At the current rate of infection, the United States could reach 514,000 coronavirus-related deaths by Feb. 20, the Centers for Disease Control and Prevention said Wednesday.
The grim prediction comes as states across the country slowly begin to lift stay-at-home orders and other restrictions in an effort to revamp the economy and get children back to school. However, states are moving cautiously in part due to a more contagious variant first reported in the United Kingdom that's now spreading in the U.S.
More than 427,000 people have died and more than 25.5 million cases have been reported in the U.S. since the start of the pandemic, according to NBC News.
Here are the latest coronavirus updates from the U.S. and elsewhere:
Interactive: Where New COVID Variants Have Been Detected in the US
Los Angeles Mayor Receives COVID-19 Vaccine
Los Angeles Mayor Eric Garcetti received his first dose of COVID-19 vaccine last week, after spending several days assisting health care workers at a large coronavirus vaccination center at Dodger Stadium.
The 49-year-old mayor made clear in December that he would wait his turn to receive the vaccine, echoing county policy that nursing home residents, people 65 and older and medical workers will be first in line.
However, his office said medical personnel strongly recommended he be vaccinated because he was interacting with hundreds of people daily at the stadium while assisting health care workers.
Novavax Vaccine Seems Effective Against COVID-19 in UK Study
Novavax Inc. said Thursday that its COVID-19 vaccine appears 89% effective, based on early findings from a British study.
The shot also seems to work against new mutated strains of the virus circulating in that country and South Africa, though not quite as well.
The announcement comes amid worry about whether a variety of vaccines being rolled out around the world will be strong enough to protect against worrisome new variants – and also the world needs new types of shoots to boost scarce supplies.
Lawmakers Call for Race Data on Vaccine Access
Democratic lawmakers are calling on federal health officials to address racial disparity in vaccine access nationwide in a letter sent to the acting Health and Human Services secretary, Norris Cochran IV.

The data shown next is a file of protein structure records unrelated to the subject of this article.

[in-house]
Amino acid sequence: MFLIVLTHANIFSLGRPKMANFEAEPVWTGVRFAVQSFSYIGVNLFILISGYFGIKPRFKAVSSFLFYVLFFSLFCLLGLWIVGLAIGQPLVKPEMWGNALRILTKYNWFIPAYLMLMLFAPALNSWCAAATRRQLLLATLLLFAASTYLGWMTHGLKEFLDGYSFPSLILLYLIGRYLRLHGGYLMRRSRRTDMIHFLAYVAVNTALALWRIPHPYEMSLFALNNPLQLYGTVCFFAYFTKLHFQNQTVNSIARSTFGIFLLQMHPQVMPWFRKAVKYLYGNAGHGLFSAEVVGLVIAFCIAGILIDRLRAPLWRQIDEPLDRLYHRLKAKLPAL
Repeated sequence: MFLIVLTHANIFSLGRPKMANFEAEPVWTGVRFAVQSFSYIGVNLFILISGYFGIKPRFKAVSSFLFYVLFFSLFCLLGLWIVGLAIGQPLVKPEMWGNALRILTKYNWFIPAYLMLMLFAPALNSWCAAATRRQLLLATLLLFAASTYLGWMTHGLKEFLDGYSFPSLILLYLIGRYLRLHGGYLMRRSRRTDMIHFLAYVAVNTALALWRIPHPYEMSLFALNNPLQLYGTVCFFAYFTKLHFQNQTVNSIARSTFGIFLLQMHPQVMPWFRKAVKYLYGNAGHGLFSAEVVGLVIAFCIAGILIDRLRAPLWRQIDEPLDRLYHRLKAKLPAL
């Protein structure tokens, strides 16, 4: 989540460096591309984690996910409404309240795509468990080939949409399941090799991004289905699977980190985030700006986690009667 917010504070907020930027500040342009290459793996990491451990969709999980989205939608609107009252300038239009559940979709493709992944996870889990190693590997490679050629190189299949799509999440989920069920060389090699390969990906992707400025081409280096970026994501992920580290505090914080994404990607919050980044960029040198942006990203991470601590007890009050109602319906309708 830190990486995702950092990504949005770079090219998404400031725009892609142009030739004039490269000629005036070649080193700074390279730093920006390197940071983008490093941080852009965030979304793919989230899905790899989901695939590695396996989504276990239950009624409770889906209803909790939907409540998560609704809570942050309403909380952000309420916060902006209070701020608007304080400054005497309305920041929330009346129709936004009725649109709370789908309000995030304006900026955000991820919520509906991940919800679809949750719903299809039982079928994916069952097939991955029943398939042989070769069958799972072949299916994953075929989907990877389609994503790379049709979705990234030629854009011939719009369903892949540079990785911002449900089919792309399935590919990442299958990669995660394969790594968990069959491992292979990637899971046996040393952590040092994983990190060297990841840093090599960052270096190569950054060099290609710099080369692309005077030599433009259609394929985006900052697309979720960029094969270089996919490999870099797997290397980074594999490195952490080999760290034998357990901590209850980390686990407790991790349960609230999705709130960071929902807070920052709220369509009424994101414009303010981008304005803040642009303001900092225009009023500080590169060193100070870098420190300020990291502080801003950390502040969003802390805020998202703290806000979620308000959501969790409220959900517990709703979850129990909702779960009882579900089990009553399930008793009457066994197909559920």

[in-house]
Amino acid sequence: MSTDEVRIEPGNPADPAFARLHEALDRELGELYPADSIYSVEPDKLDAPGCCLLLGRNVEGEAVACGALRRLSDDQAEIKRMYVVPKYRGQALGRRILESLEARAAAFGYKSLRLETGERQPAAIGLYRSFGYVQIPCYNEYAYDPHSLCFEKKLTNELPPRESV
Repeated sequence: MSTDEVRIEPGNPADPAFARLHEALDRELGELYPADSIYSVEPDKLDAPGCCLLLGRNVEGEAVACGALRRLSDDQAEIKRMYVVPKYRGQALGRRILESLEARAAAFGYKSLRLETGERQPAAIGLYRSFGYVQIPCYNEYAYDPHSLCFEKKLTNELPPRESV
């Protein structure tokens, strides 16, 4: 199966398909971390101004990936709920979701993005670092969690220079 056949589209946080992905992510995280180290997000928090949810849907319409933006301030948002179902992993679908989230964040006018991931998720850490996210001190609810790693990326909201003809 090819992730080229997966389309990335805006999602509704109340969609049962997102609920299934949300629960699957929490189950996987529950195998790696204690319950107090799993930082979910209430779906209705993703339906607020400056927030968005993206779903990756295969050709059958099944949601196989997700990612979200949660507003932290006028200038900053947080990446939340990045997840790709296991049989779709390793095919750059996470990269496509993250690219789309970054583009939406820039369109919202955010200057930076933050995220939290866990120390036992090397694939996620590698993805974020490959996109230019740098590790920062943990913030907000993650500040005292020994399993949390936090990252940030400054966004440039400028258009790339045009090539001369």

Data from some states has shown hard-hit nonwhite Americans who are eligible to get the vaccine are not receiving it in proportion to their share of the population.
In the letter that they sent on Thursday, Rep. Ayanna Pressley and Sens. Elizabeth Warren and Edward Markey, all from Massachusetts, say the agency must work with states, municipalities and private labs to collect and publish demographic data of vaccine recipients.
New Study Suggests Pfizer/BioNTech Vaccine Works Against New COVID-19 Variants
NY Nursing Home Deaths May Have Been More Than 50% Higher Than Reported, AG's Office Says
New York may have undercounted COVID-19 deaths of nursing home residents by as much as 50%, the state’s attorney general said in a report released Thursday.
Attorney General Letitia James has, for months, been examining discrepancies between the number of deaths being reported by the state’s Department of Health, and the number of deaths reported by the homes themselves.
Her investigators looked at a sample of 62 of the state’s roughly 600 nursing homes. They reported 1,914 deaths of residents from COVID-19, while the state Department of Health logged only 1,229 deaths at those same facilities If that same pattern exists statewide, James’ report said, it would mean the state is underreporting deaths by nearly 56%.
Virus Variant From South Africa Detected in US for First Time
A new coronavirus variant identified in South Africa has been found in the United States for the first time.
South Carolina officials say two such cases have been diagnosed in the state. The two cases don’t appear to be connected, nor do the people have a history of recent travel, according to the South Carolina Department of Health and Environmental Control.